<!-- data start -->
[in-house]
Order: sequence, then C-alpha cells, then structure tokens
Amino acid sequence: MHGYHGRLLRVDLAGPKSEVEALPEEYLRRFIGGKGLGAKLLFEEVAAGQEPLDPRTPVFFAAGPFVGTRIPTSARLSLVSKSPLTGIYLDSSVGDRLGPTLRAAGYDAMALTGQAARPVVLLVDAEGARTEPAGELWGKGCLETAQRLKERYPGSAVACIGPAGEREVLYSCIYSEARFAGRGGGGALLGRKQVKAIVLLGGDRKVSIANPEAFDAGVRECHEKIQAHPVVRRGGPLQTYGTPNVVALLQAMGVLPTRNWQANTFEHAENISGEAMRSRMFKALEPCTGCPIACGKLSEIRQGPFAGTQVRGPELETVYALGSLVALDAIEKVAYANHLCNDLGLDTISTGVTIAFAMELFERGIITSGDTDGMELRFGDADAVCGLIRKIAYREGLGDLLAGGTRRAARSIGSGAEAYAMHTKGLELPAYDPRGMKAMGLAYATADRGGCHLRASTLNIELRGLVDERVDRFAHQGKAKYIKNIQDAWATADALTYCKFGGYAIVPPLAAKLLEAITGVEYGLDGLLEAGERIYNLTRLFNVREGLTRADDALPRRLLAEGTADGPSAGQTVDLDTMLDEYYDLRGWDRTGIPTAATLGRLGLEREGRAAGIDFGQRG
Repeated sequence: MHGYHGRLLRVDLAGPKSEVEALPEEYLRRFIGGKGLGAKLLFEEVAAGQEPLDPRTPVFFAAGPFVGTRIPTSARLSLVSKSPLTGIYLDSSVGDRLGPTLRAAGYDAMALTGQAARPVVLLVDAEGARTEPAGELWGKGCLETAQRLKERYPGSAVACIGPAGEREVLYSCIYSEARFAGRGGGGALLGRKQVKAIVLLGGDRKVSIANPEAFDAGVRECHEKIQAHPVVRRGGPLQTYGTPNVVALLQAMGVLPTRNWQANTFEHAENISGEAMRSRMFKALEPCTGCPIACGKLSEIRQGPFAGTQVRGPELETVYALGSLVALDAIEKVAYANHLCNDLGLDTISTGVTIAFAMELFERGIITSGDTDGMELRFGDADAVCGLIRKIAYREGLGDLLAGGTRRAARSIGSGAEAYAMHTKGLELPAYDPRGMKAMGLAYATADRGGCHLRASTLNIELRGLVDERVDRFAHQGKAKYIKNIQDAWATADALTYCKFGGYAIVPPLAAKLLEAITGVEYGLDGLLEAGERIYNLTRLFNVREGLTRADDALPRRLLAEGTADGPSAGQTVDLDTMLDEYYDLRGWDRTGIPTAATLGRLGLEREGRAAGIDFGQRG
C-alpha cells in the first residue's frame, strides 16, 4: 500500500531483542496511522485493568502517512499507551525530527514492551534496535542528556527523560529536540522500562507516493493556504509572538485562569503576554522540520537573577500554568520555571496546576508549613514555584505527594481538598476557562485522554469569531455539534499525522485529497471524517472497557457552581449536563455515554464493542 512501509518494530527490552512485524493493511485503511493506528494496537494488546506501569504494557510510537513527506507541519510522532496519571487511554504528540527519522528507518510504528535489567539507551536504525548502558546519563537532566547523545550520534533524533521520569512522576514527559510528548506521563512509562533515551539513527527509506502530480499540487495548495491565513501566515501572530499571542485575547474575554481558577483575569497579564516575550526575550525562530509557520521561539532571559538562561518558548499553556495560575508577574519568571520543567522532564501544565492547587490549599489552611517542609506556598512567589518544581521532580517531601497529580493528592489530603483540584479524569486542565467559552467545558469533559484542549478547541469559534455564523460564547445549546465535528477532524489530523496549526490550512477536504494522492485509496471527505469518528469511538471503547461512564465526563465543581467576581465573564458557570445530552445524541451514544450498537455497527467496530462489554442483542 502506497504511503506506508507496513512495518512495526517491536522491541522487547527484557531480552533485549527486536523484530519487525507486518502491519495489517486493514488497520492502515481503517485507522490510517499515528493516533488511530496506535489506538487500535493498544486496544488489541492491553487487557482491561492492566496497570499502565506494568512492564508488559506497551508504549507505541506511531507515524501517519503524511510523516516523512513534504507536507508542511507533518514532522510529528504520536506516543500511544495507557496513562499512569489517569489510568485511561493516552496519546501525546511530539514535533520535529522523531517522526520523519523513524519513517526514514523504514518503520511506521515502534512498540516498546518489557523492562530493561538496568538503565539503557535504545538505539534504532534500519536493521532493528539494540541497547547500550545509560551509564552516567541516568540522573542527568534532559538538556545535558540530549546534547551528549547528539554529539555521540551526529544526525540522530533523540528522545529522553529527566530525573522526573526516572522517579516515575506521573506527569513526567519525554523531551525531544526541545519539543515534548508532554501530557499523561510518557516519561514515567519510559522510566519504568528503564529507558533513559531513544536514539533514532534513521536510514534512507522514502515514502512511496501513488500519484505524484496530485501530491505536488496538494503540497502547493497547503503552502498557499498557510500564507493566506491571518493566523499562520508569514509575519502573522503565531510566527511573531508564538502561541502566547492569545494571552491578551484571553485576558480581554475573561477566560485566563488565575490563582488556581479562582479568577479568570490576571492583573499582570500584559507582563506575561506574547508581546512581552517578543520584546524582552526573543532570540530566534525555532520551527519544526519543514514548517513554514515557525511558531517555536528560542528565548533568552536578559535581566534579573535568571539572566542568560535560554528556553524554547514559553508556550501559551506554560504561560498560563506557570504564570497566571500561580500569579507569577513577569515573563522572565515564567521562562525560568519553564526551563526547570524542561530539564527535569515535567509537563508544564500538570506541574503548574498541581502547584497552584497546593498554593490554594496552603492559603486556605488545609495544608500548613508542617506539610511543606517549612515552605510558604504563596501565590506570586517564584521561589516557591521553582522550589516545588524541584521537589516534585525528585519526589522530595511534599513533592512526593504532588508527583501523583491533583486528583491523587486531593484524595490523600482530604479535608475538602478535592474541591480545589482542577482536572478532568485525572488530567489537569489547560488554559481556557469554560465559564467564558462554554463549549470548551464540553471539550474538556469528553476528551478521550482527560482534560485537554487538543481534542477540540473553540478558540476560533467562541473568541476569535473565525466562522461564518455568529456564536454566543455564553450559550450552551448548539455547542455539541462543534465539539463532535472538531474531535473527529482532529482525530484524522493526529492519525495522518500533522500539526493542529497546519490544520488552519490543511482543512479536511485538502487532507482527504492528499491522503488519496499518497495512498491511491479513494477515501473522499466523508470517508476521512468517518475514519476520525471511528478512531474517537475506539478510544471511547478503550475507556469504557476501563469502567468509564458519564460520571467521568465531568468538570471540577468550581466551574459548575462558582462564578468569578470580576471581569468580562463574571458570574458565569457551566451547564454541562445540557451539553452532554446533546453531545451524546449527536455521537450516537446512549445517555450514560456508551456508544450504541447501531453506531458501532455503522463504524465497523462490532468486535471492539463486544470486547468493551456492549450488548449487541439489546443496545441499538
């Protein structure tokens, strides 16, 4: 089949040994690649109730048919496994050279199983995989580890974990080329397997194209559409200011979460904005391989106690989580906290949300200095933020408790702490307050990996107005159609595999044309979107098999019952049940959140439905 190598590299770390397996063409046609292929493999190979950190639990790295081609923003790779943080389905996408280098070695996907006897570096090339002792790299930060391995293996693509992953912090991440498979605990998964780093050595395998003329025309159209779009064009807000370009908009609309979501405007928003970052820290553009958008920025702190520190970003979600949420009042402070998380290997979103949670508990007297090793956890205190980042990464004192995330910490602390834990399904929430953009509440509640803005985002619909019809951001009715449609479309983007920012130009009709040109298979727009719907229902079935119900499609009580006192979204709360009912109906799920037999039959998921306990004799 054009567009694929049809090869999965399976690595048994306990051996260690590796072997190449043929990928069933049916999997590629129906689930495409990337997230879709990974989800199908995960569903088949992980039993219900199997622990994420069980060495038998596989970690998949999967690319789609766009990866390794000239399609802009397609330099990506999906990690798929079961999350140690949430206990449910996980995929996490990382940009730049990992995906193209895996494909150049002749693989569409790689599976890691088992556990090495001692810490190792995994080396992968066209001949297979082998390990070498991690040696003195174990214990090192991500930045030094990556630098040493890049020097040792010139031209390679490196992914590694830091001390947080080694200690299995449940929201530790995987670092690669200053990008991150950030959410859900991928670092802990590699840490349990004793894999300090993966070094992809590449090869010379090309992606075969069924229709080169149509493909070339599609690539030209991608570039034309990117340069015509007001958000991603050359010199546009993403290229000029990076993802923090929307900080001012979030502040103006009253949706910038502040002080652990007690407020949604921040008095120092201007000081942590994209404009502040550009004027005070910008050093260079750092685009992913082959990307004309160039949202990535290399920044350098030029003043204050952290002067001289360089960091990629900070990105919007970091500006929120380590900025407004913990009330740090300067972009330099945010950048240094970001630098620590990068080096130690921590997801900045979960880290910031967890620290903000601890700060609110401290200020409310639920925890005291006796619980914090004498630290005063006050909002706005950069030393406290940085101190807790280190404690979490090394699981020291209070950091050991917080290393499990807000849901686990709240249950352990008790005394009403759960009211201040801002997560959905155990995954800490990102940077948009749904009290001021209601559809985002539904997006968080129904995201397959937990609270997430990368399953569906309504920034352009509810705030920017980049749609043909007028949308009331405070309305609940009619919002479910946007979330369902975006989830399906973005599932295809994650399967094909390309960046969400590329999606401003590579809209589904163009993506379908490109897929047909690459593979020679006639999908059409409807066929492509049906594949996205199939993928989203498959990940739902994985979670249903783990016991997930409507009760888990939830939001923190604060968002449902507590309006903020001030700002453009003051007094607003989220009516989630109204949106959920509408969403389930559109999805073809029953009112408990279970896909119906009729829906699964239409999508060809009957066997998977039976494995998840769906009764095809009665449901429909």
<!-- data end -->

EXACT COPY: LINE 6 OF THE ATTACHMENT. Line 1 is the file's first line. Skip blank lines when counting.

């Protein structure tokens, strides 16, 4: 089949040994690649109730048919496994050279199983995989580890974990080329397997194209559409200011979460904005391989106690989580906290949300200095933020408790702490307050990996107005159609595999044309979107098999019952049940959140439905 190598590299770390397996063409046609292929493999190979950190639990790295081609923003790779943080389905996408280098070695996907006897570096090339002792790299930060391995293996693509992953912090991440498979605990998964780093050595395998003329025309159209779009064009807000370009908009609309979501405007928003970052820290553009958008920025702190520190970003979600949420009042402070998380290997979103949670508990007297090793956890205190980042990464004192995330910490602390834990399904929430953009509440509640803005985002619909019809951001009715449609479309983007920012130009009709040109298979727009719907229902079935119900499609009580006192979204709360009912109906799920037999039959998921306990004799 054009567009694929049809090869999965399976690595048994306990051996260690590796072997190449043929990928069933049916999997590629129906689930495409990337997230879709990974989800199908995960569903088949992980039993219900199997622990994420069980060495038998596989970690998949999967690319789609766009990866390794000239399609802009397609330099990506999906990690798929079961999350140690949430206990449910996980995929996490990382940009730049990992995906193209895996494909150049002749693989569409790689599976890691088992556990090495001692810490190792995994080396992968066209001949297979082998390990070498991690040696003195174990214990090192991500930045030094990556630098040493890049020097040792010139031209390679490196992914590694830091001390947080080694200690299995449940929201530790995987670092690669200053990008991150950030959410859900991928670092802990590699840490349990004793894999300090993966070094992809590449090869010379090309992606075969069924229709080169149509493909070339599609690539030209991608570039034309990117340069015509007001958000991603050359010199546009993403290229000029990076993802923090929307900080001012979030502040103006009253949706910038502040002080652990007690407020949604921040008095120092201007000081942590994209404009502040550009004027005070910008050093260079750092685009992913082959990307004309160039949202990535290399920044350098030029003043204050952290002067001289360089960091990629900070990105919007970091500006929120380590900025407004913990009330740090300067972009330099945010950048240094970001630098620590990068080096130690921590997801900045979960880290910031967890620290903000601890700060609110401290200020409310639920925890005291006796619980914090004498630290005063006050909002706005950069030393406290940085101190807790280190404690979490090394699981020291209070950091050991917080290393499990807000849901686990709240249950352990008790005394009403759960009211201040801002997560959905155990995954800490990102940077948009749904009290001021209601559809985002539904997006968080129904995201397959937990609270997430990368399953569906309504920034352009509810705030920017980049749609043909007028949308009331405070309305609940009619919002479910946007979330369902975006989830399906973005599932295809994650399967094909390309960046969400590329999606401003590579809209589904163009993506379908490109897929047909690459593979020679006639999908059409409807066929492509049906594949996205199939993928989203498959990940739902994985979670249903783990016991997930409507009760888990939830939001923190604060968002449902507590309006903020001030700002453009003051007094607003989220009516989630109204949106959920509408969403389930559109999805073809029953009112408990279970896909119906009729829906699964239409999508060809009957066997998977039976494995998840769906009764095809009665449901429909």